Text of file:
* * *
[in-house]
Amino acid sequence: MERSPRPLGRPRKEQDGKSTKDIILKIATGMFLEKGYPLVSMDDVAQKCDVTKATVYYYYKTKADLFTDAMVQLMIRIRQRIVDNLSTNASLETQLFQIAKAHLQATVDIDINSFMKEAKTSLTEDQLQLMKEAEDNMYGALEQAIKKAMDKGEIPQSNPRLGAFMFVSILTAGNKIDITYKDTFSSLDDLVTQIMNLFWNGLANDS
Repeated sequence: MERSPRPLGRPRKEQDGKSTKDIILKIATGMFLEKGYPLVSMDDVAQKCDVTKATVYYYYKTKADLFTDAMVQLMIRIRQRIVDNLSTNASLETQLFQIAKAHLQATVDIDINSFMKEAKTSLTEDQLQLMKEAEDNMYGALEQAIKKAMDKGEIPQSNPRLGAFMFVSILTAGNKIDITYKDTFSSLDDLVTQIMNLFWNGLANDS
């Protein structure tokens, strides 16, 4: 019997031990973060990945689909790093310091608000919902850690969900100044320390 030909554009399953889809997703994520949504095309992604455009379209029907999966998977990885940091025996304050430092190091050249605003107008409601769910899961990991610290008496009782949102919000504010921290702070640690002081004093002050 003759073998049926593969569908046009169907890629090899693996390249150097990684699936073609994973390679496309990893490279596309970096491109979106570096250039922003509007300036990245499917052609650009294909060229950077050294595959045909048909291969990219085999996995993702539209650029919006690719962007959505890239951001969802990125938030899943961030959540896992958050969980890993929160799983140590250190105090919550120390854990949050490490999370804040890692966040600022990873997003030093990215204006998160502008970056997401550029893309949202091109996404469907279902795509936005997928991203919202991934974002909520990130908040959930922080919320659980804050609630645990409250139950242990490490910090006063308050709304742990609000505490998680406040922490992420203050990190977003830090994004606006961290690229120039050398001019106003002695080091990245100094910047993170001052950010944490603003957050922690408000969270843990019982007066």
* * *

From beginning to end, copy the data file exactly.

[in-house]
Amino acid sequence: MERSPRPLGRPRKEQDGKSTKDIILKIATGMFLEKGYPLVSMDDVAQKCDVTKATVYYYYKTKADLFTDAMVQLMIRIRQRIVDNLSTNASLETQLFQIAKAHLQATVDIDINSFMKEAKTSLTEDQLQLMKEAEDNMYGALEQAIKKAMDKGEIPQSNPRLGAFMFVSILTAGNKIDITYKDTFSSLDDLVTQIMNLFWNGLANDS
Repeated sequence: MERSPRPLGRPRKEQDGKSTKDIILKIATGMFLEKGYPLVSMDDVAQKCDVTKATVYYYYKTKADLFTDAMVQLMIRIRQRIVDNLSTNASLETQLFQIAKAHLQATVDIDINSFMKEAKTSLTEDQLQLMKEAEDNMYGALEQAIKKAMDKGEIPQSNPRLGAFMFVSILTAGNKIDITYKDTFSSLDDLVTQIMNLFWNGLANDS
């Protein structure tokens, strides 16, 4: 019997031990973060990945689909790093310091608000919902850690969900100044320390 030909554009399953889809997703994520949504095309992604455009379209029907999966998977990885940091025996304050430092190091050249605003107008409601769910899961990991610290008496009782949102919000504010921290702070640690002081004093002050 003759073998049926593969569908046009169907890629090899693996390249150097990684699936073609994973390679496309990893490279596309970096491109979106570096250039922003509007300036990245499917052609650009294909060229950077050294595959045909048909291969990219085999996995993702539209650029919006690719962007959505890239951001969802990125938030899943961030959540896992958050969980890993929160799983140590250190105090919550120390854990949050490490999370804040890692966040600022990873997003030093990215204006998160502008970056997401550029893309949202091109996404469907279902795509936005997928991203919202991934974002909520990130908040959930922080919320659980804050609630645990409250139950242990490490910090006063308050709304742990609000505490998680406040922490992420203050990190977003830090994004606006961290690229120039050398001019106003002695080091990245100094910047993170001052950010944490603003957050922690408000969270843990019982007066």